Judy Peres: Hi, Bob. I can understand your need for help bathing your mom. Unfortunately, as I mentioned to Patricia — Medicare does not cover supportive services. There are additional senior services that you can find in your community by checking with your state unit on aging: www.nasuad.org.
Comment From dibo: I have the impression that you are not qualified for Medicare and Medicaid if you have retirement money. You need to spend your money first to get them. How much money may you have but still qualify for them? It sounds like a penalty to those saving for retirement. Hope I am wrong.
Judy Peres: There is no financial qualification for Medicare. Medicaid is for people with limited incomes and assets. The amount to qualify can vary by state. Generally, it is about $2,000 (excluding your home and car) in assets, but there are protections for spouses and dependents.
Comment From Germaine Walker: I lost my job Oct. 29, 2009. I drew unemployment for two years. I was caring for my mother who was diagnosed with Alzheimer's in 2007 and my brother who has Down syndrome. I have been caring for them since 2005, making sure my mother was taking her meds and my brother was taken care of as well, since my mother was his caregiver after my father passed away at the age of 57 in 1986. I am the oldest (58 years), my sister who lives in Miami (54), and my brother who is 43. I've worked in skilled nursing facilities all my life so I won't be putting her in one. My question is how do I go about getting paid for being a caregiver for my mother and brother?
Judy Peres: Unfortunately, Medicare does not have any program to pay a family caregiver. In many states Medicaid has a program to directly pay a person needing home care and that person can use the money to pay a family member (or another of their choosing) to provide that care. These programs, known as Cash and Counseling, give people with disabilities, including older adults, the option to manage a flexible budget and decide what mix of goods and services best meet their personal care needs. Participants may use their budget to hire personal care workers, purchase items and make home modifications that help them live independently. Those recipients who don't feel confident making decisions on their own may appoint a representative to make decisions with or for them. To find out whether your state has a Cash and Counseling or similar program, contact your local Medicaid, human services or social services office. Also, you can visit The National Resource Center for Participant Directed Services. The project overview section has a "Program Map" for you to see what is available in your state.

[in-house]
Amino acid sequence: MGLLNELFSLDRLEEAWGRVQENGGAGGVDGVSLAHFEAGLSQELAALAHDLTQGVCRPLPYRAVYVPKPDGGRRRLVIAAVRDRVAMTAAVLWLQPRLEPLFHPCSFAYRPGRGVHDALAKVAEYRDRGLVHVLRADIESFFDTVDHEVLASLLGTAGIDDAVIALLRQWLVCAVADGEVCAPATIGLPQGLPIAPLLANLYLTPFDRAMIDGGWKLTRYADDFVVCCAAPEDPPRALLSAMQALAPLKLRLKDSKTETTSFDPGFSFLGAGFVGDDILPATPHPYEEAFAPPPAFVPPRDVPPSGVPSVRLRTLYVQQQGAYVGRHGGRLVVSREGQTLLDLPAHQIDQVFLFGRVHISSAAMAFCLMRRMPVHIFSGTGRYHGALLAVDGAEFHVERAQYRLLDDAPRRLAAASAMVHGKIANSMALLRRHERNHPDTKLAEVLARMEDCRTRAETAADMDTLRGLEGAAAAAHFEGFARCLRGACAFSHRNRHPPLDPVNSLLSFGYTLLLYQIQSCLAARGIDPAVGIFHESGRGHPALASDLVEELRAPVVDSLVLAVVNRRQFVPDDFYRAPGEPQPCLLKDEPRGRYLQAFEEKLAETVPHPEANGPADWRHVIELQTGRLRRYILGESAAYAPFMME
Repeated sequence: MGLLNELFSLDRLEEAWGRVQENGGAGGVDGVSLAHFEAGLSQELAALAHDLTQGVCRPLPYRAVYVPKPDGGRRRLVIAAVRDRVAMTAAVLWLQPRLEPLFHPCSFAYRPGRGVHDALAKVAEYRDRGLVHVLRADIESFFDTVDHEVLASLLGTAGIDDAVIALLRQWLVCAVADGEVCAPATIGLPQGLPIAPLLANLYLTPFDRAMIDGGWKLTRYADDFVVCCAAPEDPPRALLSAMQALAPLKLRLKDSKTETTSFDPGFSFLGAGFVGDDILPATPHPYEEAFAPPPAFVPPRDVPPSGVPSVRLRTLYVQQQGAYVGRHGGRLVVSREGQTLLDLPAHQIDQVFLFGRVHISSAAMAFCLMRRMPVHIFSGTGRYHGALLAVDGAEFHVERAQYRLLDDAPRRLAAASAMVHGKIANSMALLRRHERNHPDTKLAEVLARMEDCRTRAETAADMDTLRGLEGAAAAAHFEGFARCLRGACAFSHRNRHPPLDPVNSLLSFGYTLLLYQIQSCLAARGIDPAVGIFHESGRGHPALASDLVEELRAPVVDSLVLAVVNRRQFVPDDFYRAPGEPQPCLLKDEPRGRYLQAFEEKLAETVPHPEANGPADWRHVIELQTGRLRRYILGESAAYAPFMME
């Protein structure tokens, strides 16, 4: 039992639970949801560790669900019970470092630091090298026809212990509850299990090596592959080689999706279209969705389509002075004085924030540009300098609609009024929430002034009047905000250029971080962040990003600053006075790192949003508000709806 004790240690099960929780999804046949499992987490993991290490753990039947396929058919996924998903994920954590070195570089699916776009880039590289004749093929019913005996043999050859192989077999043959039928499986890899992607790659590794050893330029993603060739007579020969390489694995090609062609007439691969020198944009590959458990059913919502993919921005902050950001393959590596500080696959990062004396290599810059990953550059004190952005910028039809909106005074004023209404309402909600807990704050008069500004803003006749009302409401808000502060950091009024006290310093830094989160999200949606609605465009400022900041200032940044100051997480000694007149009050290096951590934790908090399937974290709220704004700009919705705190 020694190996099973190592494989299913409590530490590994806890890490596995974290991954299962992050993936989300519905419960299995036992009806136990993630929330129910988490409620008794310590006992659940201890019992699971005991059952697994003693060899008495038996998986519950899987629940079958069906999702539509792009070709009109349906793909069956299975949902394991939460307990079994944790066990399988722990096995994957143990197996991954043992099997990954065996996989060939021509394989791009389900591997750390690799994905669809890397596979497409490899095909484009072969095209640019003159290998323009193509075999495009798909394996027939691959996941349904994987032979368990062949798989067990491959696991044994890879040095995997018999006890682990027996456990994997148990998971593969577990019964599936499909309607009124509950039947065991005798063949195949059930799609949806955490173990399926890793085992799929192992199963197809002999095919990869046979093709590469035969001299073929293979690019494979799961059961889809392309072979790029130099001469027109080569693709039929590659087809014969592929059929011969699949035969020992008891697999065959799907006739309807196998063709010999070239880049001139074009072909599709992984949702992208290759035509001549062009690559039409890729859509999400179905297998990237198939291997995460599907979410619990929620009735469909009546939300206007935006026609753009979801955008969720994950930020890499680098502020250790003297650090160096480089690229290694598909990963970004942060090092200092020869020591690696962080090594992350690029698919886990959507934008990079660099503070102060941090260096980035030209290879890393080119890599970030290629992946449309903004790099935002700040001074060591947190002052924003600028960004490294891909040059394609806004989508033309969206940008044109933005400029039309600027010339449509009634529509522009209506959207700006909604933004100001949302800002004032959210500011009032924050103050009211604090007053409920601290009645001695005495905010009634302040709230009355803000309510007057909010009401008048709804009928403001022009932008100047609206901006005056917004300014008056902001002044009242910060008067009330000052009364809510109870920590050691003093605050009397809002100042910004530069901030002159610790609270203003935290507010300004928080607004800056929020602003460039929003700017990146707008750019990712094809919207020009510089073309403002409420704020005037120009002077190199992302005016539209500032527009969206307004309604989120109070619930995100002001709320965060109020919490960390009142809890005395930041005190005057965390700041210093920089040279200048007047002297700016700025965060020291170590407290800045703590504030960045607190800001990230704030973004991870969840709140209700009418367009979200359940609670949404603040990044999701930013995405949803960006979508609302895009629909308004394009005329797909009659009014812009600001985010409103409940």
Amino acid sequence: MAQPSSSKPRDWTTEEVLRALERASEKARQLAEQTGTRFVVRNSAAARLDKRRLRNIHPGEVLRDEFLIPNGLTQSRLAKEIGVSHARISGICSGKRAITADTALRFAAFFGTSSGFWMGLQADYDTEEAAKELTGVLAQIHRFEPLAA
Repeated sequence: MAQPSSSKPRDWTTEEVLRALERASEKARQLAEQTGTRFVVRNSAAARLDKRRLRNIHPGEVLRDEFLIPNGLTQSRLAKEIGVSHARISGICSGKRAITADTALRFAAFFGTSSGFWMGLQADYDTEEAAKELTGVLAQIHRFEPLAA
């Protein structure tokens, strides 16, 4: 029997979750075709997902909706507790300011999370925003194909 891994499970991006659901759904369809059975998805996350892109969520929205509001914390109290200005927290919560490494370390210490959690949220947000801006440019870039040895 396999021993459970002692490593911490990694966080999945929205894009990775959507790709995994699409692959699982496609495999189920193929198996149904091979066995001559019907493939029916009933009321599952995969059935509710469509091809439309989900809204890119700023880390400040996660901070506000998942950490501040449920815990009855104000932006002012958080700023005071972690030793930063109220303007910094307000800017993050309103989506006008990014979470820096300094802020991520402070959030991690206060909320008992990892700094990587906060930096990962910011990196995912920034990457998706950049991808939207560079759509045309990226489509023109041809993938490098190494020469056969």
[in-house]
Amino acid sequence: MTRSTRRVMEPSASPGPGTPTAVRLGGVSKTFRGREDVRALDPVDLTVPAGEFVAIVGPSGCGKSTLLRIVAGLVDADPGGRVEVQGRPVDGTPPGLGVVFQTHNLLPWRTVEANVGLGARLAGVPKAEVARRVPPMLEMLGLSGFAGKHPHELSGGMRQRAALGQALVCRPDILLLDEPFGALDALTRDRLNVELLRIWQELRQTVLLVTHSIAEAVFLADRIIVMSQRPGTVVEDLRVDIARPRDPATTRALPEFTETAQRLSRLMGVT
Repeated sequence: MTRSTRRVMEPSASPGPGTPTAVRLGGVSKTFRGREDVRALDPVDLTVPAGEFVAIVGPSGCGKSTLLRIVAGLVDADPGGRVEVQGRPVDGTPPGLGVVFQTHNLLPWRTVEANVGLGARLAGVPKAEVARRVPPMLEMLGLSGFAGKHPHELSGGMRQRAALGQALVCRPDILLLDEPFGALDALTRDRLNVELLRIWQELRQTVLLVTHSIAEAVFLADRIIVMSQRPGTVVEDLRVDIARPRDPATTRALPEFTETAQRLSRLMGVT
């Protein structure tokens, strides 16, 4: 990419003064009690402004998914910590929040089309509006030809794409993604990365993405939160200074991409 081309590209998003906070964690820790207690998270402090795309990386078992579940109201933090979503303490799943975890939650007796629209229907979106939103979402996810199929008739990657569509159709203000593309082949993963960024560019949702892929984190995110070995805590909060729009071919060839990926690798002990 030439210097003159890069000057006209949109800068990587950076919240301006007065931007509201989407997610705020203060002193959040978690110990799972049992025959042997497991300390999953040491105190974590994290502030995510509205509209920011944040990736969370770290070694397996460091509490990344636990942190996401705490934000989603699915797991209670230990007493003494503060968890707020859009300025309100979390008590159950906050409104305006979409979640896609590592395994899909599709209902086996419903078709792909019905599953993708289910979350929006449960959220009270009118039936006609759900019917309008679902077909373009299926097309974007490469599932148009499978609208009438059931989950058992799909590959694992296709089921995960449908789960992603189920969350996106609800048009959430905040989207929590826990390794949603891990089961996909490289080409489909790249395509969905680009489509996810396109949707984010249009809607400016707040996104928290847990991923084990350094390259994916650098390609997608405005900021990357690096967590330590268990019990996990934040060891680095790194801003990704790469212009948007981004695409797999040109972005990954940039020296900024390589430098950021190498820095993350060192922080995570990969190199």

Comment From Joe: In general what are the age limits for acceptance to long-term care insurance?
Judy Peres: Age limits can vary depending on the private insurance. Generally, it is around age 80.